What I am saying is that I believe that in order to create children's books you need to be in touch with your inner child. You need to be enchanted by this amazing world around us. You need to be curious like George, and wild like Max. You need to ask questions like "Why?" and "Who?" (I know I drive my dear huz nuts when I do this, but I can't help it.) You also need to think of your books as your children.

It's an apt metaphor: your books are your children.

You conceive an idea.
It gestates.
You do the labor to create it.
You send it off to a publisher to see if it will "get into school."
In "school" you work hard to make it the best it can be.
It goes off to press and "graduates." 
You have to let it go and see what kind of life it will have, helping when you can.
Some will be successful and some not.
You love them all, nonetheless. 

I have birthed many books. They are all my children. Each one was a completely different journey. Each one has its' own story. Over time I will share many of these stories here, but I thought that I would start with what I call "The Little Book That Could," my most successful book to date, "Peek-A Who?"

When I decided at about age nine that I wanted to be a children's book author and illustrator for real, I never thought I'd make "baby books." Baby books, also known as "board books" were for babies. My goal was to create illustrated literature. I was a sophisticated little girl who loved books, some way over my head. My mother had me reading James Thurber, Edward Lear and Greek mythology when I was in elementary school. 

As I started my career, I focused on fiction, which is my true love. I published "The Night I Followed the Dog," "Private I. Guana," and "When Pigasso Met Mootisse" with Chronicle Books from 1994 through 1998. In 1998 I was thirty-six years old and it seemed like there was something in the water and many of my friends started having babies. I wanted something to give them to celebrate these auspicious occasions, but these babies would have to be little geniuses to get my fiction when they didn't even have teeth... They say necessity is the mother of invention. I needed a cool, hip, intelligent and interactive baby book to give to my friends and I couldn't find one. So I invented "Peek-A Who?"

I wrote the text in about ten minutes. Okay, how much time should it take to write: 
Peek-a Who
Peek-a Moo
Peek-a Boo
Peek-a Zoo
Peek-a Choo-Choo
Peek-a You?

But the dummy took a lot longer. I illustrated, designed, folded and cut Bristol board.
This is the original dummy cover.

When you opened it, you saw this.

The inside spreads looked like this.

I glued a piece of aluminum foil to represent the mirror at the end.
I thought the mirror was important because little kids love to see themselves in the mirror, and ending the book on the child made for a very satisfactory ending. Little kids' worlds are all about them, after all.

I sent it off to my editor at Chronicle Books and waited to hear if they wanted to publish it. I don't remember how long it took for a response, but it seems to take weeks if they are interested, and months can drag on and on if they are not. I got a fairly fast response, but it wasn't quite what I expected.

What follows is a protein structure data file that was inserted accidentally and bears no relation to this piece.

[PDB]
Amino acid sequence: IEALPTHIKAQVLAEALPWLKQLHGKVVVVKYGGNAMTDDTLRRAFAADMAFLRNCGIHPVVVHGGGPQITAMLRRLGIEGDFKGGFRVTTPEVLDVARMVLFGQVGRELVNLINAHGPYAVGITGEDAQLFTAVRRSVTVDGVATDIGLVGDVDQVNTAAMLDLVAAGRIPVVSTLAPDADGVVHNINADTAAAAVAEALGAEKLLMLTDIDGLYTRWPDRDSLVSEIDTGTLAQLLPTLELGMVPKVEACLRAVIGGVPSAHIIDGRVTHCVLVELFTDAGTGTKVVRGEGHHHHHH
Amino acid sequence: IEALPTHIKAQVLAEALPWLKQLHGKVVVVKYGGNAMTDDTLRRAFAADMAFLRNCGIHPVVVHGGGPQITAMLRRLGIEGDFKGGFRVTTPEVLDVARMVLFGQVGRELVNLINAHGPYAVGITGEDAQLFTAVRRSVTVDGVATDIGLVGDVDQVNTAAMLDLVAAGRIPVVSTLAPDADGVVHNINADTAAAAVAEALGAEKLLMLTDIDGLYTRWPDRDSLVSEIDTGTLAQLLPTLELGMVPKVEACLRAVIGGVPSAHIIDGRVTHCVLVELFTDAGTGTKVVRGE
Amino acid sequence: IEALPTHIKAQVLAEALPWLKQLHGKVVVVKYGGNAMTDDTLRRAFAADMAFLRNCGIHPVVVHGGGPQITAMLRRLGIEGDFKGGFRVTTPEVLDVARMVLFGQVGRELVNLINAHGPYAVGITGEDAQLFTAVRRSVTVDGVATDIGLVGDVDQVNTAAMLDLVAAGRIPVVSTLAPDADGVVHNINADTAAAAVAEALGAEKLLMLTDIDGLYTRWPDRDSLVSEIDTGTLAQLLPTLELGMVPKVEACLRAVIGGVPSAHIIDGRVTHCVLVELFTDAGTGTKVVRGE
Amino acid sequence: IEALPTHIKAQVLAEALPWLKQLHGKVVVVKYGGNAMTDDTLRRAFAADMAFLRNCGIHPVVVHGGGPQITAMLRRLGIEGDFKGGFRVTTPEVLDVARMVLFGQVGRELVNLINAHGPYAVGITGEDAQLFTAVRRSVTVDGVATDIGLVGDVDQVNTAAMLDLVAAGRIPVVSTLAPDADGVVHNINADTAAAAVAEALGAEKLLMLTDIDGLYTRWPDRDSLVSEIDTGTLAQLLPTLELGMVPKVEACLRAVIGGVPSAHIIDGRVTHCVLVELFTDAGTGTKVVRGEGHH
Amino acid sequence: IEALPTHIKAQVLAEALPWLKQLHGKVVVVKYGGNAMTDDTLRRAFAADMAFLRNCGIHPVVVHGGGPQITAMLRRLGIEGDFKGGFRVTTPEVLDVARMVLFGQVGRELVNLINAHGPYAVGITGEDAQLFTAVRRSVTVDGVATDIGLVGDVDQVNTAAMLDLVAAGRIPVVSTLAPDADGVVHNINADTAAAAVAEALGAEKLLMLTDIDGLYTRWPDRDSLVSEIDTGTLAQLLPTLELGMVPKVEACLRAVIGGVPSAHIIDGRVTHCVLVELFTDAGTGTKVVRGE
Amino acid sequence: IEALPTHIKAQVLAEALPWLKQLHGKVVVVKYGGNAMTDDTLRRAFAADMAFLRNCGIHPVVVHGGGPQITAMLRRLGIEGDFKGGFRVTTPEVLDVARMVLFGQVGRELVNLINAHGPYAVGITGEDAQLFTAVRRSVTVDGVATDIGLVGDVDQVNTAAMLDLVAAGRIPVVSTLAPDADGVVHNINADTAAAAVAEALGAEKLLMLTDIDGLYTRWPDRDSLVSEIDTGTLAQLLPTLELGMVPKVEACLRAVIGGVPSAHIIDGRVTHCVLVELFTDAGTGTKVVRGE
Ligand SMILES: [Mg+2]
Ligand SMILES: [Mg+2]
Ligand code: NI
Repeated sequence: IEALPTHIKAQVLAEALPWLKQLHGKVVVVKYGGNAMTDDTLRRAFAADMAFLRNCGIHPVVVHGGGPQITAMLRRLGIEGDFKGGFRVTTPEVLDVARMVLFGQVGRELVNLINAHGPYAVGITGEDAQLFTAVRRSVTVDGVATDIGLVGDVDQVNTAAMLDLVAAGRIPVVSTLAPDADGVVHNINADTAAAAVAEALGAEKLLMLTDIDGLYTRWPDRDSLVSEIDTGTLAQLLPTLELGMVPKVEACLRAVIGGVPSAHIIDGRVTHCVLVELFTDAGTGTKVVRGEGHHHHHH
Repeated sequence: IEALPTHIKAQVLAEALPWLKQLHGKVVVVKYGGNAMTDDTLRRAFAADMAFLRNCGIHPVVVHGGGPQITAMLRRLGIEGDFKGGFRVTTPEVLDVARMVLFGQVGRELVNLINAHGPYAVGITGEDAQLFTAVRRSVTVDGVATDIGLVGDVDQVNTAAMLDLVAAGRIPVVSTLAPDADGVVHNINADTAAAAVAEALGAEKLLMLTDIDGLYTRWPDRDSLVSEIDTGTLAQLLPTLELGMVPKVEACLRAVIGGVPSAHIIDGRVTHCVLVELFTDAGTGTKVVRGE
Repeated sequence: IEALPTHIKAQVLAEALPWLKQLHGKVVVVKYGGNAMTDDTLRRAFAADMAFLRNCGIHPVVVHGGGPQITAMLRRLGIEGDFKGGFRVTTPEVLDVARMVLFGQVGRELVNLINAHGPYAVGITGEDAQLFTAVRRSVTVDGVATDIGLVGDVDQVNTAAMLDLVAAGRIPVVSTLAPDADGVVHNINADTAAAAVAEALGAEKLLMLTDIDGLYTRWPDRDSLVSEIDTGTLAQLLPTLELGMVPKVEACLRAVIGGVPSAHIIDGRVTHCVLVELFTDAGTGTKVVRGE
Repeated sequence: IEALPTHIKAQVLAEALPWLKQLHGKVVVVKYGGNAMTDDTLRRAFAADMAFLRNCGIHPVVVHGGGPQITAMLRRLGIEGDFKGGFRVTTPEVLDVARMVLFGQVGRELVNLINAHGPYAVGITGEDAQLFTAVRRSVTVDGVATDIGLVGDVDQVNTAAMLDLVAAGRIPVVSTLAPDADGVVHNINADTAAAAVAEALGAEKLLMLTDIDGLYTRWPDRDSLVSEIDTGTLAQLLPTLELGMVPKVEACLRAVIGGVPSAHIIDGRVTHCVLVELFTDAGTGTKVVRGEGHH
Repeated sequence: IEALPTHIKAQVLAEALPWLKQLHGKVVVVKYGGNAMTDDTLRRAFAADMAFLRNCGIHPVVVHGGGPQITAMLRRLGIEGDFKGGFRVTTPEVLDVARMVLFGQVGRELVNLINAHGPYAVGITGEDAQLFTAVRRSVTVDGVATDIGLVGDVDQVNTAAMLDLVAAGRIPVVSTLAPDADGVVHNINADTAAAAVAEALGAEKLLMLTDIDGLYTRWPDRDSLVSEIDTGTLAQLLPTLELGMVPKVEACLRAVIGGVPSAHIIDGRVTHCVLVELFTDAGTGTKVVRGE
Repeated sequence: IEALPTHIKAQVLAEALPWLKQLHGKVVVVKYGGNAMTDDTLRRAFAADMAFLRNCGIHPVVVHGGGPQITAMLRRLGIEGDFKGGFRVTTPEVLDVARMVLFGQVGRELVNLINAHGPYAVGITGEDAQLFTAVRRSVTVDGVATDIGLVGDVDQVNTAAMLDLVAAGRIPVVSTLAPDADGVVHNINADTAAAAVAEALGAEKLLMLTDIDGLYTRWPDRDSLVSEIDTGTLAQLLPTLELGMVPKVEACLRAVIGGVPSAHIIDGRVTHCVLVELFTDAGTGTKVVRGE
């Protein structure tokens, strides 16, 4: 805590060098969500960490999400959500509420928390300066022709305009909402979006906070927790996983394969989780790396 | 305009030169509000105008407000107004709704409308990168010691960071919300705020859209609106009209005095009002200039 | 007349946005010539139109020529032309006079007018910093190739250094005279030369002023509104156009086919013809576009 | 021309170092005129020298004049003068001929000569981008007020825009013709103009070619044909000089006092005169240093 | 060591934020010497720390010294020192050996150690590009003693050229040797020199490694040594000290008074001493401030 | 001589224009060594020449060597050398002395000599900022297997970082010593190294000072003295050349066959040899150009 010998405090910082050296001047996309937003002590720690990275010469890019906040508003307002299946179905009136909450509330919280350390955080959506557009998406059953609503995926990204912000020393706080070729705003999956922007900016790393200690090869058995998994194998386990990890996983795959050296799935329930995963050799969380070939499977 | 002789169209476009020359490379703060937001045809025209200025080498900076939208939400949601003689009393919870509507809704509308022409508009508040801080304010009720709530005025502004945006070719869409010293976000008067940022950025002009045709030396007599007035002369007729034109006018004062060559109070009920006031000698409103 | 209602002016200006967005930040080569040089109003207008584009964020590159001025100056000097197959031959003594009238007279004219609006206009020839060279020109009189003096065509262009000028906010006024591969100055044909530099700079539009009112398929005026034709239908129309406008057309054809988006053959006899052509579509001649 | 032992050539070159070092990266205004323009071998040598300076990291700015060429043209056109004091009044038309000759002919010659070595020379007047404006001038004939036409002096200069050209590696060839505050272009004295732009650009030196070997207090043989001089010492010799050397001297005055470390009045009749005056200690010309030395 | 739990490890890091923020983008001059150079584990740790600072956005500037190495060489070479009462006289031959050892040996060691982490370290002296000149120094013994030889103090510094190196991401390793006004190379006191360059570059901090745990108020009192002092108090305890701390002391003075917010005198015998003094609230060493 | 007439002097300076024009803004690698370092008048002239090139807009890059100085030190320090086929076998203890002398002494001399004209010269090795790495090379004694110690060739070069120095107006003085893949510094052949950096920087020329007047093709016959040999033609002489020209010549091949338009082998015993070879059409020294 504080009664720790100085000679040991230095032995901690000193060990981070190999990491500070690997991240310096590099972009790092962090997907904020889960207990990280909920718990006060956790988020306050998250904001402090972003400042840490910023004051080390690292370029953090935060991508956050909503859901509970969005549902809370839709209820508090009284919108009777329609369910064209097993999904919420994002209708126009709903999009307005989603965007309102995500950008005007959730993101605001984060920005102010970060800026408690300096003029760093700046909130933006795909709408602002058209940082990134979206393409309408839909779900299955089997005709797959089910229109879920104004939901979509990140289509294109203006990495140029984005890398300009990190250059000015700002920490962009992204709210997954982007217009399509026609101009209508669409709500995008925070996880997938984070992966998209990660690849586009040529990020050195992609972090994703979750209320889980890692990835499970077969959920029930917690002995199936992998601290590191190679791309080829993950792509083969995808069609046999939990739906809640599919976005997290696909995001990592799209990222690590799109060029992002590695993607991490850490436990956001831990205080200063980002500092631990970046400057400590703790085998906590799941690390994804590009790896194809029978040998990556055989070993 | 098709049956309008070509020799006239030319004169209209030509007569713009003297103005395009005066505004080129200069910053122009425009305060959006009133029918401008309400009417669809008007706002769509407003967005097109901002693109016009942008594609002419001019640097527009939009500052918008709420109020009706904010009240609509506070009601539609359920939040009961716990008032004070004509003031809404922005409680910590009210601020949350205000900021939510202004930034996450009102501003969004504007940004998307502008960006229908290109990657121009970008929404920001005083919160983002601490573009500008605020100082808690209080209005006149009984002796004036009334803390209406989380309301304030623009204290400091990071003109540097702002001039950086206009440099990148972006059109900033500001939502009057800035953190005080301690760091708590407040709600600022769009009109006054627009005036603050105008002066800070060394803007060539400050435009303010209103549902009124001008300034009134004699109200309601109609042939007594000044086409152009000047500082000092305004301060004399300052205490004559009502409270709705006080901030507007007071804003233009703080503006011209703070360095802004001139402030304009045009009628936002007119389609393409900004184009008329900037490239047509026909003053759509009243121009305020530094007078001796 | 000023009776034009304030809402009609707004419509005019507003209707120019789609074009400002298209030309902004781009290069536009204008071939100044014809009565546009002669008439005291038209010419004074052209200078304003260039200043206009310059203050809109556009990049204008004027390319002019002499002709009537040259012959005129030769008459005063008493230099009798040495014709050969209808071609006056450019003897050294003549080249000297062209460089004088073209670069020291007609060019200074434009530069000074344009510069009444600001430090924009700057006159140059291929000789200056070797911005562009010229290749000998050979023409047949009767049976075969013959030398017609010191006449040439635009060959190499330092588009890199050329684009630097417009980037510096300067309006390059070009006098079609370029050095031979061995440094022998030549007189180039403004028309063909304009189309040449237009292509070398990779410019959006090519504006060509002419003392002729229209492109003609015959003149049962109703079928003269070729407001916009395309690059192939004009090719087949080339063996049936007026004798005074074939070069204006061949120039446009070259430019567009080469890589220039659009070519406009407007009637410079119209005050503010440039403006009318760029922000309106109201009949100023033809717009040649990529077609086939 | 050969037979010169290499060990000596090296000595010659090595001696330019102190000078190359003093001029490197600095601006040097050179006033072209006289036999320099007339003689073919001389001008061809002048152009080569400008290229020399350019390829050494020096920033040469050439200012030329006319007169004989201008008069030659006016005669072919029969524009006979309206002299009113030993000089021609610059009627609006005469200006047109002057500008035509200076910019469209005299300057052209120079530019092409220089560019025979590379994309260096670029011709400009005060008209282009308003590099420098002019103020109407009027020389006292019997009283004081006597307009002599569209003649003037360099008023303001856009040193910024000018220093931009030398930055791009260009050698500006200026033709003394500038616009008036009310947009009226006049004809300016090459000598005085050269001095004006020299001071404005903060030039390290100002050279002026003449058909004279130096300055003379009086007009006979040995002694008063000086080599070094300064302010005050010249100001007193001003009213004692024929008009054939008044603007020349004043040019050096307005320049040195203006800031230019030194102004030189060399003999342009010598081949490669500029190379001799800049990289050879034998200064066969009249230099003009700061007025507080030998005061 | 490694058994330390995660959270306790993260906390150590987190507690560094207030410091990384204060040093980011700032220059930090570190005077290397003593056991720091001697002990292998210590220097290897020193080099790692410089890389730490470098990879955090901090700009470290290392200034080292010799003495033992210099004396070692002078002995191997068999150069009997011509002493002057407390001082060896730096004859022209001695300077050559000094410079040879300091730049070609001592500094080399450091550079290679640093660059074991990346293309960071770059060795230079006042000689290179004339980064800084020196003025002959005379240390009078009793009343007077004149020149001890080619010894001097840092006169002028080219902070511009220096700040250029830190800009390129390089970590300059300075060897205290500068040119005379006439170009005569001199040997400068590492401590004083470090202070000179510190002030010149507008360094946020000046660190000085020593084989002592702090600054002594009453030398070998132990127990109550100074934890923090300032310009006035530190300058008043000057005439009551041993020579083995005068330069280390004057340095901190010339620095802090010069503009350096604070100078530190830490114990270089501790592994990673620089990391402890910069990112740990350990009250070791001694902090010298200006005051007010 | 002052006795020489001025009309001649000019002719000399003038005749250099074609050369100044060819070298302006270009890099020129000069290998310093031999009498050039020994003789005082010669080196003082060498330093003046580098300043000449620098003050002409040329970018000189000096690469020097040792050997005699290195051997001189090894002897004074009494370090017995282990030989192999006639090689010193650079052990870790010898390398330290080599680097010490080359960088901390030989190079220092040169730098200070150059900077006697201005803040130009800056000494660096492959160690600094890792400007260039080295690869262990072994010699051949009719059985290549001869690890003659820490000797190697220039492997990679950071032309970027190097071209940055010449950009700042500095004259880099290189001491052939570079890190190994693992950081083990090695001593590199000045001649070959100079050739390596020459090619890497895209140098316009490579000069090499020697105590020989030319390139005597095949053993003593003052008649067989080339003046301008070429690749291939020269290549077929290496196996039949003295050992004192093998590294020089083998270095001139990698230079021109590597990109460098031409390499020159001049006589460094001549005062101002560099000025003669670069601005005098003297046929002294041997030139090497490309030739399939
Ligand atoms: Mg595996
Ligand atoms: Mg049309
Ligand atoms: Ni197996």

"It's cute. But you can't just have one. You need to create another to go along with it."

Since when were baby books like potato chips and you couldn't have just one? No big deal. I'd come up with something else. Eventually - which was over a year later, I came up with "Ready, Set, Go!" There was no mirror in this one, but I had it end on a "pull-the-tab." I had no idea I was creating "novelty books." I just wanted a surprise, a clever way to end the books.

Chronicle sent me the contract for the two board books. We worked on the design and then I started the illustrations. I tend to change illustration media like most people change clothing. Maybe I have a bit of schizophrenia, but in reality, the book "tells me how it wants to be illustrated." (Books are talking to you? Break out the straight jacket.) Seriously, I knew that chalk pastels were the best choice for "The Night I Followed the Dog." I painted "When Pigasso Met Mootisse" in gouache because it was a book about painters. "Roberto the Insect Architect" begged for mixed-media collage - the illustrations needed to be "built like a house." 

But for baby books? I wanted simple, bright, bold color with strong outlines.  However I didn't want the art to appear static or boring. I love scratchboard and woodcuts, but they take too long to create. Again Mother Necessity spoke to me. (yeah, maybe I'm losing it, I hear a lot of voices...) She said, "why don't you paint the illustrations to look like a woodcut?"

So I did. 
For those of you who are into "art materials"- and you know who you are... (when I was in art school we used to ask the visiting professionals, "what size pen point do you use?" As if that would make us better if we used the same tools...) This is done with Holbein Acryla Gouache on Arches 140lb Hot Press Watercolor paper. (Holbein and Arches- you owe me, how about some free supplies?) Might as well throw in the brushes- I use tiny Windsor & Newton Sceptre Gold brushes. (Athletes get sponsored, why shouldn't artists and writers?) But as you can see, what makes this work is that first I paint my paper black. Then I paint on top of that in color and leave bits and pieces (and outlines) of the black showing to create this woodcut effect that adds "energy." 

Apparently it worked. All of it. "Peek-A Who?" is in its' 24th printing as of this post. It has sold well over 300,000 copies. (I don't have exact numbers. I also stopped checking my Amazon rankings and reader comments years ago. I don't watch TV and I only read the newspaper when I'm in the city. Ignorance isn't bliss, it's survival.) I'm astonished and proud of this little book. I love hearing praise from parents and kids alike. The book has a life of its own. I may have birthed it, but once a book is published it no longer belongs to you. It belongs to readers- they decide its' future.